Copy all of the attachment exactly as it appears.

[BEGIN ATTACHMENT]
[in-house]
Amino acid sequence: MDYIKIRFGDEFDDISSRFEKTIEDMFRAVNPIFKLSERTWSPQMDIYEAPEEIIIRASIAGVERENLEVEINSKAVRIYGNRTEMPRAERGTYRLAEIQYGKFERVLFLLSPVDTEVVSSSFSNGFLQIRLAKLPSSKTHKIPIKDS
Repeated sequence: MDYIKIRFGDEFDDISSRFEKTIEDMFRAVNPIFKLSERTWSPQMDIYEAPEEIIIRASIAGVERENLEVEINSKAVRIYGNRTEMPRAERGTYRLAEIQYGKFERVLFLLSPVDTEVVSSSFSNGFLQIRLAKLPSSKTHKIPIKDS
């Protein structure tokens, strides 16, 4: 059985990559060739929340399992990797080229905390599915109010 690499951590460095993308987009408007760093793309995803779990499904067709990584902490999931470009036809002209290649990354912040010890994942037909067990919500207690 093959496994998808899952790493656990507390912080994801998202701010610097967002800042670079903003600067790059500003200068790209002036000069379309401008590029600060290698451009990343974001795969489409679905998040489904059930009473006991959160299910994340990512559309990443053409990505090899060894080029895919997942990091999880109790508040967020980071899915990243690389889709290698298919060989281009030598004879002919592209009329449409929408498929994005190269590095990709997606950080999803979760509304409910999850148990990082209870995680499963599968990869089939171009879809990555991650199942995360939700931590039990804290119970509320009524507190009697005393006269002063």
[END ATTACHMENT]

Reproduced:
[in-house]
Amino acid sequence: MDYIKIRFGDEFDDISSRFEKTIEDMFRAVNPIFKLSERTWSPQMDIYEAPEEIIIRASIAGVERENLEVEINSKAVRIYGNRTEMPRAERGTYRLAEIQYGKFERVLFLLSPVDTEVVSSSFSNGFLQIRLAKLPSSKTHKIPIKDS
Repeated sequence: MDYIKIRFGDEFDDISSRFEKTIEDMFRAVNPIFKLSERTWSPQMDIYEAPEEIIIRASIAGVERENLEVEINSKAVRIYGNRTEMPRAERGTYRLAEIQYGKFERVLFLLSPVDTEVVSSSFSNGFLQIRLAKLPSSKTHKIPIKDS
């Protein structure tokens, strides 16, 4: 059985990559060739929340399992990797080229905390599915109010 690499951590460095993308987009408007760093793309995803779990499904067709990584902490999931470009036809002209290649990354912040010890994942037909067990919500207690 093959496994998808899952790493656990507390912080994801998202701010610097967002800042670079903003600067790059500003200068790209002036000069379309401008590029600060290698451009990343974001795969489409679905998040489904059930009473006991959160299910994340990512559309990443053409990505090899060894080029895919997942990091999880109790508040967020980071899915990243690389889709290698298919060989281009030598004879002919592209009329449409929408498929994005190269590095990709997606950080999803979760509304409910999850148990990082209870995680499963599968990869089939171009879809990555991650199942995360939700931590039990804290119970509320009524507190009697005393006269002063």